George W. Harkins

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George W. Harkins
Born 1810
Choctaw Nation, Mississippi
Died 1861
Fort Towson, Oklahoma
Residence Pre-removal: Choctaw Nation (Mississippi): Post-removal: Choctaw Nation in Indian Territory (Oklahoma)
Nationality Choctaw
Education Cumberland University, Law
Occupation Statesman, tribal chief
Predecessor Greenwood LeFlore

George Washington Harkins (1810–1861) was an attorney and prominent chief of the Choctaw tribe during Indian Removal.[1]

Elected as principal chief after the national council deposed his maternal uncle, Greenwood LeFlore, Harkins was elected judge of the Red River District in Indian Territory in 1834. In 1850, he was chosen as chief of the Apukshunnubbee District (one of three) of the Choctaw Nation and served until 1857.[2]

Early life and education[edit]

Harkins was born into a high-status Choctaw clan through his mother, Louisa "Lusony" LeFlore. His father was John Harkins, a European American. His oldest maternal uncle, traditionally the most important mentor to a boy child, was Greenwood LeFlore, the chief of the Choctaw. Harkins learned from both his cultures but identified as Choctaw first and foremost.

Harkins was educated at Centre College in Danville, Kentucky. He earned a law degree from Cumberland University.

Marriage and family[edit]

Harkins married Salina Gardner and Lily Folsom, Daughter of Chief David Folsom and Rhoda Nail. It is said that he also married Laris Narcissy Leflore and had two children, but no evidence of that has been found.

He had several children with them who survived to adulthood: Richard, Sarah, Catherine, Ellen, David Folsom "Dave" Harkins (1828 - 1879), Susan (b. 1830- ), Cornelia, Henry Clay Harkins (1833-1886), Loren (b. 1835- ), and Mary Jane Harkins (b. 1837- ). All belonged to their mother's clans and gained status in the tribe through them.[3]

Career[edit]

In October 1830, the national council deposed Greenwood LeFlore as chief after he signed the treaty for removal. It elected Harkins, who belonged to the same clan and was a nephew of LeFlore through his mother. In the Choctaw matrilineal system, the mother's clan was the one that was most important to a person's status. To proceed with Indian Removal, President Andrew Jackson refused to recognize Harkins's authority with the tribe.[4]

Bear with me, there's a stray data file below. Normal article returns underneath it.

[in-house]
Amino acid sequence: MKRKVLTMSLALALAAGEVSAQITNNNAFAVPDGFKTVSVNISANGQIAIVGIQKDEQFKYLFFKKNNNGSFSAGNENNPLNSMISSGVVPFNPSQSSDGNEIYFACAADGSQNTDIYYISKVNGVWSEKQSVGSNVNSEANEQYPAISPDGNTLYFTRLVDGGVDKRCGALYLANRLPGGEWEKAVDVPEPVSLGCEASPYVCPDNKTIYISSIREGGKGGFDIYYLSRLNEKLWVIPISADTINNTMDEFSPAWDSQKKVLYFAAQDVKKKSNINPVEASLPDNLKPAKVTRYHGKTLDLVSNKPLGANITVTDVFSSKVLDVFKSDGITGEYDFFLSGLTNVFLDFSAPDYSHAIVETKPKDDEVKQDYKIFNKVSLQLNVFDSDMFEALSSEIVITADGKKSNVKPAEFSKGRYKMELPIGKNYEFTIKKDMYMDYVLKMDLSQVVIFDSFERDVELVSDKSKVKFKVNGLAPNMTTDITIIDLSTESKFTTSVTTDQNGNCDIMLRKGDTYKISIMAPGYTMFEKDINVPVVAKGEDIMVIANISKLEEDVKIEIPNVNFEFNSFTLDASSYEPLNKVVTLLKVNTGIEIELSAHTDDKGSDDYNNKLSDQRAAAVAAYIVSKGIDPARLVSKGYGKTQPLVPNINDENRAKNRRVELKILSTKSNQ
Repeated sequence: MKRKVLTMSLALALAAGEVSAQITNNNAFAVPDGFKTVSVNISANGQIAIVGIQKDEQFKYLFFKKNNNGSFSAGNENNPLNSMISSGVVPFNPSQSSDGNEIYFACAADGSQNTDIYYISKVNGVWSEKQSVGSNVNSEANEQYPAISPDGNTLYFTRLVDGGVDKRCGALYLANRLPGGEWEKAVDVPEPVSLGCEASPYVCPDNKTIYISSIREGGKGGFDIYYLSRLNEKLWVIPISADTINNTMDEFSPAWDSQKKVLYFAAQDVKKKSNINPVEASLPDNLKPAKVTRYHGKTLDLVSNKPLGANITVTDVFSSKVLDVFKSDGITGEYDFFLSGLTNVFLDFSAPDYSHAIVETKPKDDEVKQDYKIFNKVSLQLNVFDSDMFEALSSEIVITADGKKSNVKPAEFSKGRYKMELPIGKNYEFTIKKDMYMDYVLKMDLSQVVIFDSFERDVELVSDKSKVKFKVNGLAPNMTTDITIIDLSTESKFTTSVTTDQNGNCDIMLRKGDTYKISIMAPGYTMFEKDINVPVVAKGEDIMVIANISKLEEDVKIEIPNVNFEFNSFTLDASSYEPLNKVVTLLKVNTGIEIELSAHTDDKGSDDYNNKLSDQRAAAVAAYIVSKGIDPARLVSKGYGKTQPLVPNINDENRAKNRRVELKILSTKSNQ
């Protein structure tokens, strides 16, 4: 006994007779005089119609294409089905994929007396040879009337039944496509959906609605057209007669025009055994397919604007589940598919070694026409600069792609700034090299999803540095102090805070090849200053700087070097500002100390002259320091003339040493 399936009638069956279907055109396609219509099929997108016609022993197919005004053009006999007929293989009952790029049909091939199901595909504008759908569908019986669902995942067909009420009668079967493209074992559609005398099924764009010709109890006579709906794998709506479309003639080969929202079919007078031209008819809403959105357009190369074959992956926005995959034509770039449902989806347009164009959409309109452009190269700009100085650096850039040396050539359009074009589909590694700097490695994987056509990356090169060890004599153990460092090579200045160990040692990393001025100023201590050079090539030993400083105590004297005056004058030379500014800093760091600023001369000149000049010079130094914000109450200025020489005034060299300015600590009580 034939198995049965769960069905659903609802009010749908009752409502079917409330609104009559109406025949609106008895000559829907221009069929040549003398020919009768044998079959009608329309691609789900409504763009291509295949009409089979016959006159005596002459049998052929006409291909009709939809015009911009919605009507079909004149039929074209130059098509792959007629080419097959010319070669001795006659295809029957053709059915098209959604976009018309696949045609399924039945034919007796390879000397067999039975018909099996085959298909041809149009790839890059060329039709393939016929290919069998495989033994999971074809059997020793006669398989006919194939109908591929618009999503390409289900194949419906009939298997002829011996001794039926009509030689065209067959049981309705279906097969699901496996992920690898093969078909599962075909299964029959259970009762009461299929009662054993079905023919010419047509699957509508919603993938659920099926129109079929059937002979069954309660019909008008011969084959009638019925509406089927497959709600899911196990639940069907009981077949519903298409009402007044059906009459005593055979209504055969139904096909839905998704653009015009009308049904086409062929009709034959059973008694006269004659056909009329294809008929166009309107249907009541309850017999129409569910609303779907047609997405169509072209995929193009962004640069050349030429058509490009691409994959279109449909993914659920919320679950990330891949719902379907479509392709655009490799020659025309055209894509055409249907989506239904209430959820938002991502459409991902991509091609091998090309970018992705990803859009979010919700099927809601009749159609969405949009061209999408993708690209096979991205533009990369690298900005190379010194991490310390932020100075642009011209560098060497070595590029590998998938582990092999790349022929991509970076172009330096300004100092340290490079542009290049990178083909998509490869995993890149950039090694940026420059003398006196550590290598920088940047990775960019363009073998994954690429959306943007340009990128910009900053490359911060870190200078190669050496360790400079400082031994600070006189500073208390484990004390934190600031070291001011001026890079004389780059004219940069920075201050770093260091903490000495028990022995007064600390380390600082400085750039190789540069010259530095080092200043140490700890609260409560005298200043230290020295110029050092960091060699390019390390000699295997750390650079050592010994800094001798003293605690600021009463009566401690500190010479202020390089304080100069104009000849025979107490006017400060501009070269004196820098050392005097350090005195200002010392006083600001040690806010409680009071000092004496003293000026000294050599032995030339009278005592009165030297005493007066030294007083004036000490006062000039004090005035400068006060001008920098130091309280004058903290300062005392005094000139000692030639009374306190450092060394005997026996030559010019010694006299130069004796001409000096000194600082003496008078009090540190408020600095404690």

After Indian Removal, Harkins rose in influence in the tribe. In 1834, he was elected judge of the Red River District in Indian Territory. The council of chiefs of the Indian District elected him as principal chief of the District (one of three in the Choctaw Nation), where he served from 1850 to 1857.[2]

The districts represented the longstanding geographic and political divisions that had existed in the tribe in the Southeast. Gradually, in Indian Territory, they became less important.

Influence[edit]

Harkins' 1831 "Farewell Letter to the American People," denouncing the removal of the Choctaw, was widely published in American newspapers. It is still widely regarded as one of the most important documents of Native American history.[5]

Harkins wrote in part:

See also[edit]

References[edit]

  1. ^ Oklahoma Historical Society, Archives Division, Choctaw – Principal Chief, No. 19457
  2. ^ a b Leaders and Leading Men of the Indian Territory (Chicago: American Publishers’ Association, 1891).
  3. ^ "Descendants of John Harkins", Family TreeMaker, Genealogy.com
  4. ^ The Choctaw of Oklahoma (Durant, OK: Choctaw Nation of Oklahoma, 2003)
  5. ^ "Farewell Letter to the American People," 1832, The American Indian, December 1926. Reprinted in Great Documents in American Indian History, edited by Wayne Moquin with Charles Van Doren. New York: DaCapo Press. 1995; 151.
  6. ^ George W. Harkins (February 25, 1832). "George W. Harkins to the American People". ushistory.org. Independence Hall Association. Retrieved October 28, 2013. 

External links[edit]